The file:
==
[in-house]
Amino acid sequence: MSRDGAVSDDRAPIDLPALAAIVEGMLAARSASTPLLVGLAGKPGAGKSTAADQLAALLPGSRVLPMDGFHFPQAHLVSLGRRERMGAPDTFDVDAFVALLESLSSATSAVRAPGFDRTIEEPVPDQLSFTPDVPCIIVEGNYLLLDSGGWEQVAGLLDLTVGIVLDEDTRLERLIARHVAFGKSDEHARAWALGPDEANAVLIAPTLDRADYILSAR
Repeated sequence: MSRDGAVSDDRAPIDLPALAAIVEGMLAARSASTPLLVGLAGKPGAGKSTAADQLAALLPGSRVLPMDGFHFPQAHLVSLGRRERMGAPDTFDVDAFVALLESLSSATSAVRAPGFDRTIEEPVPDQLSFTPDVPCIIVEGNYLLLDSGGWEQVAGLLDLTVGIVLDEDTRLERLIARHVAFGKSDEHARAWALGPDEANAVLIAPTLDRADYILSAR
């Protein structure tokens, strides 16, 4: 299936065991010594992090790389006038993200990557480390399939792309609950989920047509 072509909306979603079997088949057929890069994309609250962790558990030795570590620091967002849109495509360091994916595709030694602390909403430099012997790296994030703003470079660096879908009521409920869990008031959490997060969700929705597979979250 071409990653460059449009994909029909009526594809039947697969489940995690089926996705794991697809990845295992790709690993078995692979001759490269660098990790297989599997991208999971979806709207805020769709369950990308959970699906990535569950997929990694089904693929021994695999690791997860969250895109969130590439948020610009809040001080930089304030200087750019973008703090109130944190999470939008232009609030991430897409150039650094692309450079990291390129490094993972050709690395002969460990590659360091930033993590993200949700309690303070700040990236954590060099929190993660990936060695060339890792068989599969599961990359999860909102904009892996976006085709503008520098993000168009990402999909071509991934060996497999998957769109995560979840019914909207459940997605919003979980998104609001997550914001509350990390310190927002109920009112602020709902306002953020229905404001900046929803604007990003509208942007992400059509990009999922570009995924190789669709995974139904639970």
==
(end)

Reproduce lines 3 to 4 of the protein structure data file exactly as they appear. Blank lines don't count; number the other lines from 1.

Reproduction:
Repeated sequence: MSRDGAVSDDRAPIDLPALAAIVEGMLAARSASTPLLVGLAGKPGAGKSTAADQLAALLPGSRVLPMDGFHFPQAHLVSLGRRERMGAPDTFDVDAFVALLESLSSATSAVRAPGFDRTIEEPVPDQLSFTPDVPCIIVEGNYLLLDSGGWEQVAGLLDLTVGIVLDEDTRLERLIARHVAFGKSDEHARAWALGPDEANAVLIAPTLDRADYILSAR
């Protein structure tokens, strides 16, 4: 299936065991010594992090790389006038993200990557480390399939792309609950989920047509 072509909306979603079997088949057929890069994309609250962790558990030795570590620091967002849109495509360091994916595709030694602390909403430099012997790296994030703003470079660096879908009521409920869990008031959490997060969700929705597979979250 071409990653460059449009994909029909009526594809039947697969489940995690089926996705794991697809990845295992790709690993078995692979001759490269660098990790297989599997991208999971979806709207805020769709369950990308959970699906990535569950997929990694089904693929021994695999690791997860969250895109969130590439948020610009809040001080930089304030200087750019973008703090109130944190999470939008232009609030991430897409150039650094692309450079990291390129490094993972050709690395002969460990590659360091930033993590993200949700309690303070700040990236954590060099929190993660990936060695060339890792068989599969599961990359999860909102904009892996976006085709503008520098993000168009990402999909071509991934060996497999998957769109995560979840019914909207459940997605919003979980998104609001997550914001509350990390310190927002109920009112602020709902306002953020229905404001900046929803604007990003509208942007992400059509990009999922570009995924190789669709995974139904639970």